AANE has the reputation of being one of the world’s most respected autism spectrum organizations, providing the very highest quality of caring, personal service, benefiting people of all ages with Asperger Syndrome and those who work with them. However, the demand for services has increased well beyond our current capacity. Although the prevalence of AS is unknown, because of the increase in individuals diagnosed with Autism Spectrum Disorder, it can be inferred that there is a similar increase in the number of people diagnosed with AS. We currently estimate that 1 in 100 people have Asperger Syndrome.According to the recent U.S. CDC report: “ASD prevalence estimates among children aged 8 years increased 78% between 2002 and 2008. The combined increase was 82% for males and 63% for females during this 6-year period."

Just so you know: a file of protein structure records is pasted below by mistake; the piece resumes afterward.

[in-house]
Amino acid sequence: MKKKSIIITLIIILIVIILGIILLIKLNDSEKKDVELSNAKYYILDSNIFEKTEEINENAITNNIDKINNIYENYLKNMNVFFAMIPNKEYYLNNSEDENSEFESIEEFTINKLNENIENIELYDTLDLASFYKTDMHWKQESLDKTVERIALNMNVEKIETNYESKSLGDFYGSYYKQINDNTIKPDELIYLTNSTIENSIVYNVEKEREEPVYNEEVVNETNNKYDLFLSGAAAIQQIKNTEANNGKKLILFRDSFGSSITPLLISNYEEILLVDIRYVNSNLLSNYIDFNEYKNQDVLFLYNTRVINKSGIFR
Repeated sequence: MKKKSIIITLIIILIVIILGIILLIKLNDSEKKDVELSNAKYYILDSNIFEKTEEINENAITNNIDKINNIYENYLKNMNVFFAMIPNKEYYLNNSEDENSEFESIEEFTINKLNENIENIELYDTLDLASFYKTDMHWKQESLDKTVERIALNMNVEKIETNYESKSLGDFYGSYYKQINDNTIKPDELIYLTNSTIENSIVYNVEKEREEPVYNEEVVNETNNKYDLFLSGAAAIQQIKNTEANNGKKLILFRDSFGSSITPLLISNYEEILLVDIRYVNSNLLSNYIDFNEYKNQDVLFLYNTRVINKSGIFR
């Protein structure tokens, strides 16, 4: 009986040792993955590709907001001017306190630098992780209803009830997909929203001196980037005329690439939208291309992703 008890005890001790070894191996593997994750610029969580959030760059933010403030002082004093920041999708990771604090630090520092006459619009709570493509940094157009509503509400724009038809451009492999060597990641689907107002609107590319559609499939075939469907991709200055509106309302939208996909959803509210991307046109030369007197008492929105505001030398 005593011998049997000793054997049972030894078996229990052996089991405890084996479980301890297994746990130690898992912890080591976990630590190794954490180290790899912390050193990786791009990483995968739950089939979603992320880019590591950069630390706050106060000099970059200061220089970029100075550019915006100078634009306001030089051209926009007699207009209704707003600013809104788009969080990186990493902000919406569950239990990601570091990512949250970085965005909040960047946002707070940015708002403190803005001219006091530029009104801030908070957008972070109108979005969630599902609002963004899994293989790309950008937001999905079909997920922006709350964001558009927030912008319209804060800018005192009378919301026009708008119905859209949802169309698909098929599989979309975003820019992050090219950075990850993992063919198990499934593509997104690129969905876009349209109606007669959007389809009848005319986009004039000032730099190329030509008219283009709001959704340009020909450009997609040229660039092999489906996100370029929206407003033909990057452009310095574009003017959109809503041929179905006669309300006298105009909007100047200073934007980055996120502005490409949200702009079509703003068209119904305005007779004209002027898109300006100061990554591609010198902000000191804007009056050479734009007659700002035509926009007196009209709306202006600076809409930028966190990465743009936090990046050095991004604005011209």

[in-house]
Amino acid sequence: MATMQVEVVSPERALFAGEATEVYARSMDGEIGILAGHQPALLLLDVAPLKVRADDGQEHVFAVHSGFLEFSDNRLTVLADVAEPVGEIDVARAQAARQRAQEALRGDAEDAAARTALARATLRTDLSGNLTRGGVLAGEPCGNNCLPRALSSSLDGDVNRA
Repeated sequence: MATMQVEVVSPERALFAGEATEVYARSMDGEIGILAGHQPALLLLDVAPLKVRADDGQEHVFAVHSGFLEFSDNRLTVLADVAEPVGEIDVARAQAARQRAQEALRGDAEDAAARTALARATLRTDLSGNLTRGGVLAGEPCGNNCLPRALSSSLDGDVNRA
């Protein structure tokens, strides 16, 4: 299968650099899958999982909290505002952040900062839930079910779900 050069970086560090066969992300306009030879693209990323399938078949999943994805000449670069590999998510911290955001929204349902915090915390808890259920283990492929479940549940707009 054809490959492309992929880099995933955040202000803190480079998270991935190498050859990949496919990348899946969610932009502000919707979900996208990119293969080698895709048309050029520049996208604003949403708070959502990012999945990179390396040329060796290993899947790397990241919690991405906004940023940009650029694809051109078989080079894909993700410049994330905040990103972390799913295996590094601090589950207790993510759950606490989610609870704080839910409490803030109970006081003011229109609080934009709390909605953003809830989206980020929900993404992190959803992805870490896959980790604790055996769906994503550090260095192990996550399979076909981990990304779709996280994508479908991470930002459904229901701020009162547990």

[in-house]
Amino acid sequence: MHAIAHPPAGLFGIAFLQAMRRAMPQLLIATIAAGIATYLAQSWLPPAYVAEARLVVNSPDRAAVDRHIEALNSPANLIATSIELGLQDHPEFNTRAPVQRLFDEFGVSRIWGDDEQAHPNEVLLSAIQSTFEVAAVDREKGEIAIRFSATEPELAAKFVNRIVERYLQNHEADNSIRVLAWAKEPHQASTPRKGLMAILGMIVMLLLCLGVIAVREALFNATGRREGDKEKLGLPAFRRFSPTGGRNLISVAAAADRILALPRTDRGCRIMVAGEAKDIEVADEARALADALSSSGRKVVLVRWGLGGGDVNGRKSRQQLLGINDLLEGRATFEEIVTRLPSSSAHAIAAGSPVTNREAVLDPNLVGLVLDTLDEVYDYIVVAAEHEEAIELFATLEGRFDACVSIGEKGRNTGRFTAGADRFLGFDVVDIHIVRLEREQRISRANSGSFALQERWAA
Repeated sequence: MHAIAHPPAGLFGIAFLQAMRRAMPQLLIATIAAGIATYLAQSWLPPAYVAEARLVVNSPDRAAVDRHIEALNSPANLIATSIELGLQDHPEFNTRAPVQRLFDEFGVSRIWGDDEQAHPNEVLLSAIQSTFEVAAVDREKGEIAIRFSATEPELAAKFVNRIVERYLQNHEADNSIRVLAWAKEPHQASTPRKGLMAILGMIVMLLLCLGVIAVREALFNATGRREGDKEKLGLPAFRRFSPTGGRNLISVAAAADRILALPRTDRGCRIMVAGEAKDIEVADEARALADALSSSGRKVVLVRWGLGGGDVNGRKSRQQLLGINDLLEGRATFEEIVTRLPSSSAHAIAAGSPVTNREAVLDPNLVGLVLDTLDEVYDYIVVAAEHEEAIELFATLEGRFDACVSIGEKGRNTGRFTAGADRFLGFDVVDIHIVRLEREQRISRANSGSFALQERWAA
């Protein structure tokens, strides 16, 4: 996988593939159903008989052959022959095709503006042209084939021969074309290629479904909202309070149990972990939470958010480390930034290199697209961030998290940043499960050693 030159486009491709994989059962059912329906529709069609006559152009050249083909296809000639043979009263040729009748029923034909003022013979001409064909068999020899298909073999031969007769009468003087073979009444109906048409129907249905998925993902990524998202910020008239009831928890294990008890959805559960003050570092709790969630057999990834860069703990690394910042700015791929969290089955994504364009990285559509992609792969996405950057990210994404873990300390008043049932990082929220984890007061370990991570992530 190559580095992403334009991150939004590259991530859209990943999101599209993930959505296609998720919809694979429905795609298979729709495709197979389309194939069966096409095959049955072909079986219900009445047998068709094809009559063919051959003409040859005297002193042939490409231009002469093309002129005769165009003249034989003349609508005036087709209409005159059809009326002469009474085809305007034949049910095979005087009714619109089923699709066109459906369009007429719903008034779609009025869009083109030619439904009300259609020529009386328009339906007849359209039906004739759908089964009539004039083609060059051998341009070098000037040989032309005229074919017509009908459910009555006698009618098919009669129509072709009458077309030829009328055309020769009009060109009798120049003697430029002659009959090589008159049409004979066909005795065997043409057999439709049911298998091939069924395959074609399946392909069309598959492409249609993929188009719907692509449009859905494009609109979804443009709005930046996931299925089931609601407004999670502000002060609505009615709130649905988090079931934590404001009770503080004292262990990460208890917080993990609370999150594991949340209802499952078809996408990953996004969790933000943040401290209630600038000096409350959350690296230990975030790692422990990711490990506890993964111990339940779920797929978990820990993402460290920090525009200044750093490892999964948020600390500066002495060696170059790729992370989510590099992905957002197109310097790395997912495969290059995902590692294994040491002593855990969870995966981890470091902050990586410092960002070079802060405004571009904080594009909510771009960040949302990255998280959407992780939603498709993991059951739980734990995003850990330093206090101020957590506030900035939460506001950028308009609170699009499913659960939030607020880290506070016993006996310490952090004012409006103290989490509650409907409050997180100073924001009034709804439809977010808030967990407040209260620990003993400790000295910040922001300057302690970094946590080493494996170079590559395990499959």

For each of the past 16 years AANE has seen careful, incremental growth, but now we must expand our services on a scale commensurate with our community’s need while maintaining our commitment to quality. We have a number of key aspirations we plan to meet over the next few years so we can continue to improve the life of every family and adult we help.


Management


CEO/Executive Director Ms. Dania Jekel MSW
CEO Term Start Mar 1996
CEO Email [email protected]
CEO Experience Dania Jekel is a social worker with over 35 years working in the field of developmental disabilities and twenty five years of experience working with children on the autism spectrum, with adults, and with their families. She is a well know leader and expert in the field of Asperger Syndrome.  She is a founding member of AANE and has been its Executive Director since it's inception.
Co-CEO --
Co-CEO Term Start --